Thanksgiving and the National Bird

Contrary to the popular myths, the wild turkey can fly. As the recent election has proven, so can we, if, like that original American bird, we keep close to the ground.
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wild turkey head shot with...
wild turkey head shot with...

What would Thanksgiving be without a traditional turkey dinner? The holiday is so closely associated with that native American bird that some vegetarians celebrate our national holiday with a tofurky, made from organic tofu and wheat protein.

The wild turkey ( meleagris gallopavo) is a unique North American species, a fowl so often favored by hunters that by the mid-20th century it was nearly extinct. Today, thanks to state and provincial restoration programs, the wild turkey population has regenerated to more than 7 million birds that roam 49 American states. The turkey eaten at Thanksgiving, nevertheless, is no longer wild, but a domesticated version developed from a Mexican subspecies of the orignal.

During the Revolutionary era, the wild turkey so impressed Founding Father Benjamin Franklin that he wished it had appeared on the Great Seal of the United States. It didn't, of course. Instead, Franklin's committee chose the bald eagle, which stands spread-winged upon the seal, one claw grasping a cluster of 13 arrows and the other clutching an olive branch with 13 olives over which the eagle's head appears.

Franklin was secretly displeased. "For my own part I wish the bald eagle had not been chosen the representative of our country, " he wrote his daughter, Sarah Bache Franklin, on Jan. 26, 1784.

"He is a bird of bad moral character. He does not get his living honestly. You may have seen him perched on some dead tree near the river, where, too lazy to fish for himself, he watched the labor of the fishing hawk; and when that diligent bird has ... taken a fish, and is bearing it to his nest for the support of his mate and young ones, the bald eagle ... takes it from him."

"With all this injustice, he is ... like those among men who live by sharping and robbing. ... Besides he is a rank coward. The little king bird, not bigger than a sparrow, attacks him boldly and drives him out of the district. He is therefore by no means a proper emblem for the brave and honest Cincinnati of America {veteran officers of the American Revolution} who have driven all the king birds { the British} from our Country."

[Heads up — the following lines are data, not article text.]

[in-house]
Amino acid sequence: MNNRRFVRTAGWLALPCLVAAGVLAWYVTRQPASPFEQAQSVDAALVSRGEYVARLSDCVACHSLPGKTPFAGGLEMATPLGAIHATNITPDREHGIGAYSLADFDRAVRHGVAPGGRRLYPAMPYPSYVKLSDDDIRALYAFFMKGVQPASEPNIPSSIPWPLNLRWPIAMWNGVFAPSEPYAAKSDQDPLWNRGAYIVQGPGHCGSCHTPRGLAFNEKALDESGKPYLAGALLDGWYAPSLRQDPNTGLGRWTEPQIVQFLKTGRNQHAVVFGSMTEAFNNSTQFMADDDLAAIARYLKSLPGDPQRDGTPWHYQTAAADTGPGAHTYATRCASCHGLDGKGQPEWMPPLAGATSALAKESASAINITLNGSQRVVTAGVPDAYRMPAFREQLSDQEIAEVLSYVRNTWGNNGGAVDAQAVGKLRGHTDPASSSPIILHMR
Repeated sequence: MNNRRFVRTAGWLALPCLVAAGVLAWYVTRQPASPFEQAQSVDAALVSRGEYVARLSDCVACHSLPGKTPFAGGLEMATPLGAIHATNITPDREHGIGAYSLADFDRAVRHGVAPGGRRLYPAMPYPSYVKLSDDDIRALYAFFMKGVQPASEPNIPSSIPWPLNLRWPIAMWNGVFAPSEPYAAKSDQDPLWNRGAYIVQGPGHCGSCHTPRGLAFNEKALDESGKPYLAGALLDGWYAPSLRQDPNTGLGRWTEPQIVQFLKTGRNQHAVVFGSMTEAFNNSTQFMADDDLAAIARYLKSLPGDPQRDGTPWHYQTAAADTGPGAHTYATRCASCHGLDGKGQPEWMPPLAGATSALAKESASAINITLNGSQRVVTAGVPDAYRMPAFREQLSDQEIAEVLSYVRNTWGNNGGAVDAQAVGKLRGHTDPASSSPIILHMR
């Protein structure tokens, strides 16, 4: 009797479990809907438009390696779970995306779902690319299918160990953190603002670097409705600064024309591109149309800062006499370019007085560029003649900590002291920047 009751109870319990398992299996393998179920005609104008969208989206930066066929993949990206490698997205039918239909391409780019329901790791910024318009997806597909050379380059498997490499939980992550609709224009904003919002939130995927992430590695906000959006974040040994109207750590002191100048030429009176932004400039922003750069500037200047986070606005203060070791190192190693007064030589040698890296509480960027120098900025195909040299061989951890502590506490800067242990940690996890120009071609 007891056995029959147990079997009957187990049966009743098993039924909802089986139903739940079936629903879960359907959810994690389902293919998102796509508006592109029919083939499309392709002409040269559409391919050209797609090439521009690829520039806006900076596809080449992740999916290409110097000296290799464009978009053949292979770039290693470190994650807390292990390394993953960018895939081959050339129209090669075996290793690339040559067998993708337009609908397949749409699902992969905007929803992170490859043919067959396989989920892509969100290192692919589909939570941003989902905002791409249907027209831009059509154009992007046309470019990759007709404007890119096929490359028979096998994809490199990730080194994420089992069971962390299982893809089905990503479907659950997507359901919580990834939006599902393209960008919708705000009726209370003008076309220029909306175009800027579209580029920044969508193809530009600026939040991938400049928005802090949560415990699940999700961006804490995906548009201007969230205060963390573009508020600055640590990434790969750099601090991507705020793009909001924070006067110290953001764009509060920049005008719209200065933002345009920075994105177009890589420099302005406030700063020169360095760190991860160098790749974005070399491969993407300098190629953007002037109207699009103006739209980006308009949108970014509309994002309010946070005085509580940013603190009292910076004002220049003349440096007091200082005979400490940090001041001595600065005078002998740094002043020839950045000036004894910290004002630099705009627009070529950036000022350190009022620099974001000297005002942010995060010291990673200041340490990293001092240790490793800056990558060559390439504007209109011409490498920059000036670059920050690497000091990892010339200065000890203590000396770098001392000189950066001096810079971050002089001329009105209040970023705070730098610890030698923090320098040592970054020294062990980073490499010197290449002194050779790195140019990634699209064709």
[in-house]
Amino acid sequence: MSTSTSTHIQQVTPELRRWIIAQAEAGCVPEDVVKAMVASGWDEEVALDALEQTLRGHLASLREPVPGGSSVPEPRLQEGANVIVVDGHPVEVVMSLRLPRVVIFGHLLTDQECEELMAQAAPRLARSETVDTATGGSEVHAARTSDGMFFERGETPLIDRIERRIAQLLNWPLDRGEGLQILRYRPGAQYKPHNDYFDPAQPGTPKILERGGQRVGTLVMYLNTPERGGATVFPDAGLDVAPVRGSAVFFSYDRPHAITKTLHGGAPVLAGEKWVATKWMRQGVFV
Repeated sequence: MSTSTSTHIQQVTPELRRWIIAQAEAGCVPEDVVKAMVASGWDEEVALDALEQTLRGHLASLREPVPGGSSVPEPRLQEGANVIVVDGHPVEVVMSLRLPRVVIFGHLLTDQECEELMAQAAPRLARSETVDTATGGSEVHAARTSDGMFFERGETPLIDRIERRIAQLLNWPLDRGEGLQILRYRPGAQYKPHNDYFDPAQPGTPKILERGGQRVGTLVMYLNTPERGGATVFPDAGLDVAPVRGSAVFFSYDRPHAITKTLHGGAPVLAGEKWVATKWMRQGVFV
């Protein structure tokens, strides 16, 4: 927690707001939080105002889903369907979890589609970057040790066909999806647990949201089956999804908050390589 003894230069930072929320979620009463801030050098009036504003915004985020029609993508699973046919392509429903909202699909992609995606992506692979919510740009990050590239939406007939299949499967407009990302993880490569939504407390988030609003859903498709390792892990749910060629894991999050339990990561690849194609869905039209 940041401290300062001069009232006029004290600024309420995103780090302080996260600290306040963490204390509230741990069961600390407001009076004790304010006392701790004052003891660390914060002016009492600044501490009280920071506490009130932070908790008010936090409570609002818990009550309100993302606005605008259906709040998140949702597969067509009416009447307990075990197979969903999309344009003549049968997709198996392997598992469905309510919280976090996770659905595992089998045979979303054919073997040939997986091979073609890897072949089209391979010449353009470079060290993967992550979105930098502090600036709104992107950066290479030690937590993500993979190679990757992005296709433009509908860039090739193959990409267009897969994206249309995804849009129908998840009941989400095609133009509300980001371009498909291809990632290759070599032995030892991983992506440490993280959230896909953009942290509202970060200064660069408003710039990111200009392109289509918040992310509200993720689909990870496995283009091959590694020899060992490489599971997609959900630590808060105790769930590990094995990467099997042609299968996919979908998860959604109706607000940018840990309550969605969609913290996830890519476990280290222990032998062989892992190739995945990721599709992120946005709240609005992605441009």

In contrast, the Founding Father praised the turkey as " a much more respectable bird and ... a true original native of America. ... He is besides, though a little vain and silly, a bird of courage, and would not hesitate to attack a Grenadier of the British Guards who should presume to invade his farm yard with a red coat on."

Today, our admiration for native American birds has risen to new heights. Witness the squawking heard this month when presidential candidate Mitt Romney announced his intention to cut funds from educational television, thus suggesting the demise of Sesame Street's Big Bird. Nor can we overlook the ruffled feathers of many voters in the recent elections toward Mitt Romney and Paul Ryan's "hawkish" attitudes towards Iran.

Unfortunately, Franklin's worries about the eagle's representation upon the Great Seal remains as relevant today as it was more than two centuries ago. As Congress faces the fiscal cliff and its consequences, should our representatives emulate the worst habits of the bald eagle, perched upon a "dead tree," taking food from the mouths of female birds and their young and earning his livelihood by "sharping and robbing"? Or should we, like that less lofty American bird, the turkey, exhibit "courage"?

As a nation we have much to thank on Thursday, November 22 -- our natural resources, our ingenuity and industry -- but also much to ponder as we gather with family and friends for a meal centered around America's native bird.

Contrary to the popular myths, the wild turkey can fly. As the recent election has proven, so can we, if, like that original American bird, we keep close to the ground.

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